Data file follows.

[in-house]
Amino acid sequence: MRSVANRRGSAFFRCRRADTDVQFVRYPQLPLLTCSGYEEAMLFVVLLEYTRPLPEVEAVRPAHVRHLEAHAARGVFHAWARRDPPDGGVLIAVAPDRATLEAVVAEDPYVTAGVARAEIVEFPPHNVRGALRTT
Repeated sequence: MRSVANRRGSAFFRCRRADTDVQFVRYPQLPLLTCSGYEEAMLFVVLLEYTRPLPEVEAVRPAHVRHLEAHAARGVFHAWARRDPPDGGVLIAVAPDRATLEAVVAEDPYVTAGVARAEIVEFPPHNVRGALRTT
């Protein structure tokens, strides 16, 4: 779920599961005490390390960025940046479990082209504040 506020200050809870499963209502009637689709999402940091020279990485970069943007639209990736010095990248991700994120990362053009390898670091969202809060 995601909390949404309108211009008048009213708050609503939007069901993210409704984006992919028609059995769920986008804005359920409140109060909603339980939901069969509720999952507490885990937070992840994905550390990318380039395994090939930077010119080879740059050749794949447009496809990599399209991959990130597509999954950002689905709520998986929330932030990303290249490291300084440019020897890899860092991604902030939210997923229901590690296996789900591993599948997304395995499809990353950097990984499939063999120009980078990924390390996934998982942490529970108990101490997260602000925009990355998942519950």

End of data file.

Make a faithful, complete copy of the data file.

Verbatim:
[in-house]
Amino acid sequence: MRSVANRRGSAFFRCRRADTDVQFVRYPQLPLLTCSGYEEAMLFVVLLEYTRPLPEVEAVRPAHVRHLEAHAARGVFHAWARRDPPDGGVLIAVAPDRATLEAVVAEDPYVTAGVARAEIVEFPPHNVRGALRTT
Repeated sequence: MRSVANRRGSAFFRCRRADTDVQFVRYPQLPLLTCSGYEEAMLFVVLLEYTRPLPEVEAVRPAHVRHLEAHAARGVFHAWARRDPPDGGVLIAVAPDRATLEAVVAEDPYVTAGVARAEIVEFPPHNVRGALRTT
């Protein structure tokens, strides 16, 4: 779920599961005490390390960025940046479990082209504040 506020200050809870499963209502009637689709999402940091020279990485970069943007639209990736010095990248991700994120990362053009390898670091969202809060 995601909390949404309108211009008048009213708050609503939007069901993210409704984006992919028609059995769920986008804005359920409140109060909603339980939901069969509720999952507490885990937070992840994905550390990318380039395994090939930077010119080879740059050749794949447009496809990599399209991959990130597509999954950002689905709520998986929330932030990303290249490291300084440019020897890899860092991604902030939210997923229901590690296996789900591993599948997304395995499809990353950097990984499939063999120009980078990924390390996934998982942490529970108990101490997260602000925009990355998942519950």